I know, rationally, there will be people reading my “65 kilos” and think that is absurdly light. But I’m rarely a rational being when it comes to body image.
And it’s worse for guys too. I’ve dated three bike racers, all of whom have been borderline anorexic. It’s no laughing matter. My friend James described to me the ideal male cyclist look is basically, “you look sick, if someone asks you if you’re feeling alright, you look sickly and gaunt, you’re over the moon […] no man in his right mind would want to look this way, and yet, that’s the ideal”. We even have a term for this body-weight-image obsession: “cyclerexic”.
I love cycling. It is my sport. But I just need to be honest about how it sometimes makes me (and many, many others) feel about our bodies. Cycling culture makes anorexic tendencies totally acceptable. You’re allowed to skip dinner, go to bed hungry, because it’s a good way to shed the pounds. We eat “rabbit food” diets for months at a time, living on salads, chicken breasts, steamed veg. And yet, we’ve got such warped relationships with food we’ll also chase down cake and chocolate like it’s the last food on earth. My body is a constant battlefield of frustration. When I ride, my body is an enemy, just as much as it is what makes me fast.
I have a terrible relationship with food.
It’s no wonder so many ex-pros pile on the weight, going from svelte whippets to lumbering balls of chub within a decade of retiring.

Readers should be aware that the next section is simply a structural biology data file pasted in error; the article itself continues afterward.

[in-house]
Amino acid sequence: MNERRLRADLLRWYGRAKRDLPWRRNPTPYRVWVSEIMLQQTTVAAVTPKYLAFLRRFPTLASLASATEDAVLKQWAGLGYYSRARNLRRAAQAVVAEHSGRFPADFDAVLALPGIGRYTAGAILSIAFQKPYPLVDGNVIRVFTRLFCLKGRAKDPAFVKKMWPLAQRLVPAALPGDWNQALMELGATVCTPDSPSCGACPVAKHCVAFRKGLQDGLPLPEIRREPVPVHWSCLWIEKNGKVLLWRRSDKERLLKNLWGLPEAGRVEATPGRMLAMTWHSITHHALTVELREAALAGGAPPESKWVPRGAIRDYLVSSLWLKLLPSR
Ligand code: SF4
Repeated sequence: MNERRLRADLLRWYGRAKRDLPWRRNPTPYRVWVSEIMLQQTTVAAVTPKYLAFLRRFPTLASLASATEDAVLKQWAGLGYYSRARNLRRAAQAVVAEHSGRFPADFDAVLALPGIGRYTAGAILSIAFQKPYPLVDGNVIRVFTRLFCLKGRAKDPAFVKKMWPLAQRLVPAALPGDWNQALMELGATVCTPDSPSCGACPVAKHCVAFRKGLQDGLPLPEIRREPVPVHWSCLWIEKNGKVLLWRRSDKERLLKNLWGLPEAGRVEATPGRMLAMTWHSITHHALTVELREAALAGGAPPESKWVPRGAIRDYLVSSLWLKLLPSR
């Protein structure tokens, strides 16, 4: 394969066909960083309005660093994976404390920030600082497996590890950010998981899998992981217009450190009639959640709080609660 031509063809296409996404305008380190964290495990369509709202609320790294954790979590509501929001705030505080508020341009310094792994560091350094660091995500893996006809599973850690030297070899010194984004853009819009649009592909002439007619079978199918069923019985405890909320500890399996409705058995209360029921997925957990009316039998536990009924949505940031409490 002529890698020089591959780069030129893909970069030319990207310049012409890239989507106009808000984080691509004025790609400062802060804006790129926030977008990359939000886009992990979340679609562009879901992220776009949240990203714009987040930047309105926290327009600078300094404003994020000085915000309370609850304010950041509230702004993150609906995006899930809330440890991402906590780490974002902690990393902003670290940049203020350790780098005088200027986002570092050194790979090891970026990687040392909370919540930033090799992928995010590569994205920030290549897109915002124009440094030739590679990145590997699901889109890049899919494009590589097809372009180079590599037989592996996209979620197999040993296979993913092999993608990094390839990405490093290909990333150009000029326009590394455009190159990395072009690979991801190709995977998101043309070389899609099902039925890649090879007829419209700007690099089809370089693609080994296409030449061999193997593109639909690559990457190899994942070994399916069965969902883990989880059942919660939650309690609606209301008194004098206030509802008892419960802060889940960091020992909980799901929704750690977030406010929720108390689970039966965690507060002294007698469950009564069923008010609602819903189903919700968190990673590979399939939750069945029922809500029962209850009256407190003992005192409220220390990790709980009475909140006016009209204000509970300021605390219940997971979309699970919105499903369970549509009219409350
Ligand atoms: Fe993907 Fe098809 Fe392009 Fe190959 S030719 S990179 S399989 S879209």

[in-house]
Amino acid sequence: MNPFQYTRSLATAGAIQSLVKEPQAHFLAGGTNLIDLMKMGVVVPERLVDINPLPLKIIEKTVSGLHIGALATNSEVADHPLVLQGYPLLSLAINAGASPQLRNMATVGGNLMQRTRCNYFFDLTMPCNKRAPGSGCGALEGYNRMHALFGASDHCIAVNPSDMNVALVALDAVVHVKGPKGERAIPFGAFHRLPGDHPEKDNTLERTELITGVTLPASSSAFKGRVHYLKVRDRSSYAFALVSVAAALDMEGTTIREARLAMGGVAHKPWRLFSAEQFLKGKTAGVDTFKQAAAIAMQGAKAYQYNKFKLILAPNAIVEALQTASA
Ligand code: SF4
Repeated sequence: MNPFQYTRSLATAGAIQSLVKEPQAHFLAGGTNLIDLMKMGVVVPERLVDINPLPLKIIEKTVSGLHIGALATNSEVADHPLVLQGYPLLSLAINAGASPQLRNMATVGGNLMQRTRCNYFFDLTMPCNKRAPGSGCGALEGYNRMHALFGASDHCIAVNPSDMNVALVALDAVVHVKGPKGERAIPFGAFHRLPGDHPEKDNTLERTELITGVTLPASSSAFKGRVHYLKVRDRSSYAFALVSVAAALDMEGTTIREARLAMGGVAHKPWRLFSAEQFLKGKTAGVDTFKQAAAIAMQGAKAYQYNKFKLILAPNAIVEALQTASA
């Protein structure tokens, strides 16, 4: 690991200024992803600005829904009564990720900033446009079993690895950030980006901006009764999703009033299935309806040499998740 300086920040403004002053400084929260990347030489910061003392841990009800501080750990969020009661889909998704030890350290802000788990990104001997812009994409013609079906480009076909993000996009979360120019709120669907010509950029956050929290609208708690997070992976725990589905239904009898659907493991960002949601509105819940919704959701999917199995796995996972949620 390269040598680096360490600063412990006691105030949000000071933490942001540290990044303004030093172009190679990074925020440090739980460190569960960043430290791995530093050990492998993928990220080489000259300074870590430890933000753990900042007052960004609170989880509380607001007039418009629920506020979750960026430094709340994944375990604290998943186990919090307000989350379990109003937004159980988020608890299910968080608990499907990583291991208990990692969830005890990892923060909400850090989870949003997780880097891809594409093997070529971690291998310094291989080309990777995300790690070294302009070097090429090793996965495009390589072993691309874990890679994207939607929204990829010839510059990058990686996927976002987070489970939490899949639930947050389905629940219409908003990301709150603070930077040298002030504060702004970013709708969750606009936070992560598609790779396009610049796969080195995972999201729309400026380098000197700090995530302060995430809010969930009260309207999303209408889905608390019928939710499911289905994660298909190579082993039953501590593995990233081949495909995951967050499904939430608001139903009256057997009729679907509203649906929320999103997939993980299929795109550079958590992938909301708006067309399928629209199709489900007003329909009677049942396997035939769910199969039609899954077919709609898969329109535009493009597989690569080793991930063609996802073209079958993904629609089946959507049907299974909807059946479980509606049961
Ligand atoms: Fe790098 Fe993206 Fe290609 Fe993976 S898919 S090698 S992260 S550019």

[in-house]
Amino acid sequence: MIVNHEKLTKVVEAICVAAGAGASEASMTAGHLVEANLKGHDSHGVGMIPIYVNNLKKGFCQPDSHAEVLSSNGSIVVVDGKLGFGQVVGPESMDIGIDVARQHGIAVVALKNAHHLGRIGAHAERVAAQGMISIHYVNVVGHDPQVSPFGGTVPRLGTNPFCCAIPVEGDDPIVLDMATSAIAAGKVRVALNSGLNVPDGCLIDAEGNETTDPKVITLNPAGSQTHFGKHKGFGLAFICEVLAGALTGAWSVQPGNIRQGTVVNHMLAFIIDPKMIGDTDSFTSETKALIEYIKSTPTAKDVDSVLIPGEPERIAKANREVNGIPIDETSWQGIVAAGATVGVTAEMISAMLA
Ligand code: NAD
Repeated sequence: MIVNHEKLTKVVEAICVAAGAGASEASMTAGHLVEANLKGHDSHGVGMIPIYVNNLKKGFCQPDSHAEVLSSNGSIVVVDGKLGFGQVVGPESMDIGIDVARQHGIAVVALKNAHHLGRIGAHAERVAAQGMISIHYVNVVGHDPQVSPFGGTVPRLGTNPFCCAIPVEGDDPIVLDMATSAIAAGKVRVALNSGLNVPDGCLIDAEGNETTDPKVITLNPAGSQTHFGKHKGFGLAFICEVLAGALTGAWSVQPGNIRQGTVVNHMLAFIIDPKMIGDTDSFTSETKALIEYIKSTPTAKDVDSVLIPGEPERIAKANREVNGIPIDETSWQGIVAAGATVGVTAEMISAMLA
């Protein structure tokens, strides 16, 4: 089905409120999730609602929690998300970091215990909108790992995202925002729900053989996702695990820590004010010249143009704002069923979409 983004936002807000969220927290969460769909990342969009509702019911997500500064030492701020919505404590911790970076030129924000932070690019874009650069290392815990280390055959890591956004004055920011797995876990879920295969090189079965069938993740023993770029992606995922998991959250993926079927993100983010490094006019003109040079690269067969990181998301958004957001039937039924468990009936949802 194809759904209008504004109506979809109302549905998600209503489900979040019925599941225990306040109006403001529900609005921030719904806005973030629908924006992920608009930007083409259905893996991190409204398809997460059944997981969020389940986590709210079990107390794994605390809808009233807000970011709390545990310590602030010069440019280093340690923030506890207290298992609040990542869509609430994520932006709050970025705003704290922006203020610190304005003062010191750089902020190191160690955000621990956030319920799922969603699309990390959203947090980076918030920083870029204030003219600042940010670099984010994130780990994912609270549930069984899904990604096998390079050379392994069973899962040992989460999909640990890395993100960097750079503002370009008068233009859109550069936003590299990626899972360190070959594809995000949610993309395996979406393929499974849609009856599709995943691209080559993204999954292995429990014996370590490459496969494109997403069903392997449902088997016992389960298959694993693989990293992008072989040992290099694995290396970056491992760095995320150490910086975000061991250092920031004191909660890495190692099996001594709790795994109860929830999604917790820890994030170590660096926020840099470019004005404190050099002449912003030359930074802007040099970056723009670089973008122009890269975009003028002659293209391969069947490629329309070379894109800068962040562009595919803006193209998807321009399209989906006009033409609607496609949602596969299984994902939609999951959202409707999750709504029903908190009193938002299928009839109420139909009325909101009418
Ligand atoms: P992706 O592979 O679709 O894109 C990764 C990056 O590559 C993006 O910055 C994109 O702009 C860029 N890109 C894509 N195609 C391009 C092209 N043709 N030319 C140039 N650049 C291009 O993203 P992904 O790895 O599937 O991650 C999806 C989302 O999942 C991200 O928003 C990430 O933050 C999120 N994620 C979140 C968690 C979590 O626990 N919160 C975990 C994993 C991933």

When I look at myself in the mirror, I rarely like what I see. But I know I’m not alone, so this body-loathing is acceptable. We all do it. We all encourage it. This is truly fucked up.
I’m not supposed to say stuff like this. I’m supposed to say that cycling is brilliant. That we should all do it. That’s why I get the kit I’m given. And yes, cycling does actually promote healthy lifestyles, and most people who get into it never encounter this extreme body-loathing. But it’s hard to ignore the way we talk and feel about our bodies. I know that I may never look in the mirror and see something I like. Actually, the last time that happened, I’d come off an 8-day stage race followed by a week of extreme stomach flu. I thought I looked brilliant then. I was gaunt, sickly, and rail thin. I hadn’t eating a proper meal in over a week on a stage-race metabolism. My bike-racer boyfriend said it suited me.
Of course, this sort of body-image issue is rife across most endurance sports. Distance runners have it pretty bad, too, but I know cycling.
I’d love to say I’m going to stop getting on the scales every morning. Or that I’m going to stop worrying about my body and suddenly become transformed into this body-confident goddess full of self-love. I’m not. I’m probably going to continue beating myself up about every dinner out, every sugar craving, every mid-morning snack. But at this rate, I’m also going to keep getting faster and stronger and my leg muscles will keep getting harder. I’ll just deal with it, and probably keep wishing I was 10 kilos lighter and continue to say how much I hate my thighs. The sad thing is, I love them. I do. I love my thighs. I wish more people loved my thighs as much as I love my thighs, just so I could tell them I love my thighs, and give them permission to love their thighs, calves, arms, butts, ankles too.